Playing 300 points have some differences in setup.  The board is bigger.  The terrain min/max size is bigger, but not the coastal area.  Commanders cost more.  +1 command point per army, which is new with V4.  Camps cost more, and count more towards the demoralization level if sacked.  Deployment zones are altered.  Main concept is the deployment zone is deeper, but the starting distance between opposing forces is the same.  Lights deploy 3 from the center, main battle troops 5 from the center.
And least important, the  official spread sheet from France for big army building has two "Corps III".  To fix, On the top Ribbon, click on the Review button, or whatever it is called, then find the button for Unprotect Sheet.  It is in the "Protect" group on Office 365, but may be called "Changes" in other versions.
A side note.  I am playing Civilization VI on my computer, and running the Phoenicians.  The main avatar for them is "Dido, Queen of Carthage".  And no mention of Hannibal in any form for later.  

Display Conventions: When you see a word bubble like "Ouch!", "Heus!" this implies a disorder from missiles. Letters in parenthesis represent some value change for the specific unit. For commanders it is s for strategist, b for Brilliant, c for Competent and o for Ordinary, u for unreliable. For troops it is e for Elite, and m for Mediocre. Other abbreviations, Hvy Heavy, XB Crossbow, LB, Longbow, Jav Javelin, 2HW 2 Handed Weapons, B Bow, Kn Knight, HKn Heavy Knight, HC Heavy Cavalry, Md Medium, Sgt Sergeants, LC Light Cavalry, Chr Chariot, Cat Cataphract, Pa Pavise, LI, Light Infantry, HG Hand Gun, FKn Foot Knight, Hvy Spear, Heavy Spearmen.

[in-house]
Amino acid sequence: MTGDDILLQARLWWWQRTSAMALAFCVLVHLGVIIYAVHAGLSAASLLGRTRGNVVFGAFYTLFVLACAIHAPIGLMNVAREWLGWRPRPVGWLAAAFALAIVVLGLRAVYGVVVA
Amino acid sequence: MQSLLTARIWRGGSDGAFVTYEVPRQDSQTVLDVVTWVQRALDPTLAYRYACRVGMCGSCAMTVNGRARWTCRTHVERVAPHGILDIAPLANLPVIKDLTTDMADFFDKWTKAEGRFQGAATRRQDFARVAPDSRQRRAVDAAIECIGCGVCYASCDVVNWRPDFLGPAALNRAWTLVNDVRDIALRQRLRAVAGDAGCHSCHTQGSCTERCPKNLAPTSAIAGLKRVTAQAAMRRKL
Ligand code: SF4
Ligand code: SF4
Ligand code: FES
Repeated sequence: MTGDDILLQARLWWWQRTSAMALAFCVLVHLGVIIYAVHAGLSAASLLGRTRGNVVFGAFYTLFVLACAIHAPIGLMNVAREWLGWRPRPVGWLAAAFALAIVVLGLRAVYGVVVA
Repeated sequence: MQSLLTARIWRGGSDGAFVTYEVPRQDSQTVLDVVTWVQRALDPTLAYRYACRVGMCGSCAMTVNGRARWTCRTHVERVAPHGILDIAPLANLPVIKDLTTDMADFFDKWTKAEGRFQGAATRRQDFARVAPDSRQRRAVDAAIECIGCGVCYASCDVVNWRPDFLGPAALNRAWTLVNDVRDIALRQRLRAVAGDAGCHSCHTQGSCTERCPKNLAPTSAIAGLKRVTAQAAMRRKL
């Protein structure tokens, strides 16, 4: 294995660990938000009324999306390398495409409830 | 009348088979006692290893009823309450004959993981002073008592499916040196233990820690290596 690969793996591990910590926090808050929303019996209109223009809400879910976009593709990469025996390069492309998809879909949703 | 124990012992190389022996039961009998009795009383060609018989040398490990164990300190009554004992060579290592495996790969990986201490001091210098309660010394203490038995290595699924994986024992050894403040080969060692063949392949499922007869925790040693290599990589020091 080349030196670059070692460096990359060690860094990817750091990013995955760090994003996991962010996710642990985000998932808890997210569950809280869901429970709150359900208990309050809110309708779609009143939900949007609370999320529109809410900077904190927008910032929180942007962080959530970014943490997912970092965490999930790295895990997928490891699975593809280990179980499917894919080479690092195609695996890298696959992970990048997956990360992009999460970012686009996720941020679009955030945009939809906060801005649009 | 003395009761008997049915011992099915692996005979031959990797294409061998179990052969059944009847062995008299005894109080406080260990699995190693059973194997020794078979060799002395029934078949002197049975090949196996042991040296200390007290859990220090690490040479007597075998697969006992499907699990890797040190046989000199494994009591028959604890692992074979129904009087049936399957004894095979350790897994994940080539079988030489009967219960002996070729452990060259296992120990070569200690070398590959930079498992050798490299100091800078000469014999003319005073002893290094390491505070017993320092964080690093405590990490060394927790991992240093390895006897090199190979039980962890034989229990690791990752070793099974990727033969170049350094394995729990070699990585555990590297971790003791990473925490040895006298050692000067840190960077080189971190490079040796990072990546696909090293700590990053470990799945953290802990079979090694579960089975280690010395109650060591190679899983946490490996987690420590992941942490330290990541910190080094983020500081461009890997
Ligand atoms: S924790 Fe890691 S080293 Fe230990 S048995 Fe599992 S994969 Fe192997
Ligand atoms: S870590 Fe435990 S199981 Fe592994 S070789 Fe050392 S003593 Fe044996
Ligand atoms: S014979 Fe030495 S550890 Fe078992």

Commanders are rated s for Strategist, b for Brilliant, c for Competent, o for Ordinary and u for Unreliable

Inappropriately capitalized words are used to highlight terms that are specific to the game. For example Brilliant, Competent and Ordinary have specific game values for the commanders.

"XX" implies a unit killed in that location on that turn.

The Board:
Hannibal, with an initiative of 6, wins the toss and elects to defend in the Mountains.
Both the Carthaginians and the Romans wanted a coastal area.  The Carthaginians missed their roll, but the Romans got it instead.